Sam Meltzer🏳️🌈’s review published on Letterboxd:
Best Picture Rewatch 2021 - Film 4: Judas and the Black Messiah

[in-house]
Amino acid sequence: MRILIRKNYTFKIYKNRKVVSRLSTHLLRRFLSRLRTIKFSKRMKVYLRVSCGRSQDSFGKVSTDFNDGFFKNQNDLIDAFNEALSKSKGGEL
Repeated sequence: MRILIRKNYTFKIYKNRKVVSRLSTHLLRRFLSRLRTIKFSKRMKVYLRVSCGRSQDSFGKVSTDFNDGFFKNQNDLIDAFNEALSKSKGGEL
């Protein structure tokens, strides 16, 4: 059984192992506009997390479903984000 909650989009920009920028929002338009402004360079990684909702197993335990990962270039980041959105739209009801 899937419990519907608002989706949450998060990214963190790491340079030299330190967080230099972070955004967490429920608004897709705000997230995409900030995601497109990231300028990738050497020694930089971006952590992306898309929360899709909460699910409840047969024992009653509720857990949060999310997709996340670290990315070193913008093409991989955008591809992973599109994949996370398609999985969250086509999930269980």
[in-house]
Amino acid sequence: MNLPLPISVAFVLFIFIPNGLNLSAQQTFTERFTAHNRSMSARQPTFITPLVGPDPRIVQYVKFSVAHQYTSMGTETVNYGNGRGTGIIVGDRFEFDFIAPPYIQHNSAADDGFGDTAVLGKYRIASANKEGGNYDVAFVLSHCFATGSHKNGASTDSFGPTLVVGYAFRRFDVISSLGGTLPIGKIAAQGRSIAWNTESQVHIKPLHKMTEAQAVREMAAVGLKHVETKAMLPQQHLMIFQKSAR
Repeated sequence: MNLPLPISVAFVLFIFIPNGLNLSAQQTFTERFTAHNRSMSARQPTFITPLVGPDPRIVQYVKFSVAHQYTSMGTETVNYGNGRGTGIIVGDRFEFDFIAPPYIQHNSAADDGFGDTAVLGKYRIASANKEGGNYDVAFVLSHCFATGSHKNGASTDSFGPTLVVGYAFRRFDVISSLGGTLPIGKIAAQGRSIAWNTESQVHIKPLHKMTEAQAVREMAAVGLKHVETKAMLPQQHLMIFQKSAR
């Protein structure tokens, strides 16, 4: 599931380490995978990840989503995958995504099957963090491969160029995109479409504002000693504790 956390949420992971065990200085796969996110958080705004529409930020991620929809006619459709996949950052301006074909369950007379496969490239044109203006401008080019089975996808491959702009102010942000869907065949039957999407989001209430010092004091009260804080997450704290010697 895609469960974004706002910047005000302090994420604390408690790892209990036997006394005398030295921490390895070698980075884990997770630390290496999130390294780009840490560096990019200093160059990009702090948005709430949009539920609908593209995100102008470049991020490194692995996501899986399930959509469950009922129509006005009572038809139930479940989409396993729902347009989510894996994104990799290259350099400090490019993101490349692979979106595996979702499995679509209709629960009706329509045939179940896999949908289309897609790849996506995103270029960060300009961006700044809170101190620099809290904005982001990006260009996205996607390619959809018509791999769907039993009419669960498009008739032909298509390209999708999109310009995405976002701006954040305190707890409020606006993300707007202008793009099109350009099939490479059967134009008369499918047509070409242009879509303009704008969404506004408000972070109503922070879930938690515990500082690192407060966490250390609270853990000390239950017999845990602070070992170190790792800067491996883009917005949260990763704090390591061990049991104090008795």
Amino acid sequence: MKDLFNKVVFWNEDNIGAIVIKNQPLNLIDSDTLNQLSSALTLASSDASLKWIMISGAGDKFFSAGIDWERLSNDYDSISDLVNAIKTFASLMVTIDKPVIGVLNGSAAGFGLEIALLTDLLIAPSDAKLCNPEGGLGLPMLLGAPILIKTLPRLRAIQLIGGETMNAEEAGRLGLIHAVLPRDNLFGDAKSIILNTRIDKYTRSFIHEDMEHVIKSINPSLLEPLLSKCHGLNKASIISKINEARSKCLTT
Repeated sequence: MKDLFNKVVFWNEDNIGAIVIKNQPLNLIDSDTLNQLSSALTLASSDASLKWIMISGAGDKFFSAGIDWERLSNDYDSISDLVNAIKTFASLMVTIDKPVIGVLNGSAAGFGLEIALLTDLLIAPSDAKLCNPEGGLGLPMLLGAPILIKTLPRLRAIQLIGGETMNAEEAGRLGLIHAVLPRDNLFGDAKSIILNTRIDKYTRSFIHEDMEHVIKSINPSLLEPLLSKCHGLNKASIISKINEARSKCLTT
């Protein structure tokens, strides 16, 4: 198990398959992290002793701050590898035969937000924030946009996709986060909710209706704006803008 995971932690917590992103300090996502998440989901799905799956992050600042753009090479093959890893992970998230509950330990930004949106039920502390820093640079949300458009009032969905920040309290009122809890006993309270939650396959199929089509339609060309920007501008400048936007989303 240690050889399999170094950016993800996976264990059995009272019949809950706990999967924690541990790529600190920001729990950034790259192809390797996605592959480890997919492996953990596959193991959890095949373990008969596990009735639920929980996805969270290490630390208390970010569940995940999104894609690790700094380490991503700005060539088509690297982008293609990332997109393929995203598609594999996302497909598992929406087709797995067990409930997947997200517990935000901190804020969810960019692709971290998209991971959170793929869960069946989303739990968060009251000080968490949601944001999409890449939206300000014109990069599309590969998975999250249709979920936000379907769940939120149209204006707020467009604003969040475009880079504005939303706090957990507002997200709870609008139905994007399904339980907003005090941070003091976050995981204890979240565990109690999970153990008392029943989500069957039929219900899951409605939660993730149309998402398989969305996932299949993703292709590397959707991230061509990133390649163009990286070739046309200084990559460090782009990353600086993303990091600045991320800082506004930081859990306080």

From a historical perspective, Judas and the Black Messiah is, undisputedly, the most significant film to come out within the past year. Showcasing an in-depth true story that deems a striking impression, rarely concealing the jarring and cruel nature of the late 60s Chicago society and brutally outspoken events. The Black Panther Party consisted of those who simply wanted to fight against police cruelty, yet their motives seemed either unprecedented or needless to others creating a perpetual force of action and battle. However, the primary reason as to why the film possesses a great sense of humanity is due to the characters. Lakeith Stanfield’s Bill O’Neal displays a beautiful perception of development, going from a rebellious deceiver to someone who acts upon social justice. Daniel Kaluuya’s honest and fierce turn as Fred Hampton has received certain criticisms due to the age gap between the actor and the real man himself. My take is that Fred Hampton was a symbol of morality and generosity to the public, a role in which age shouldn’t have much importance. The film’s pacing is still a factor that I consider to be flawed. Referring to the side plots, I feel as though the length of a fraction of those scenes could’ve been trimmed down in order to make the whole feel more succinct. Nonetheless, this couldn’t have come out at a more perfect time as it’s one that’s relevant in its thematic facets and compassionate in its characters.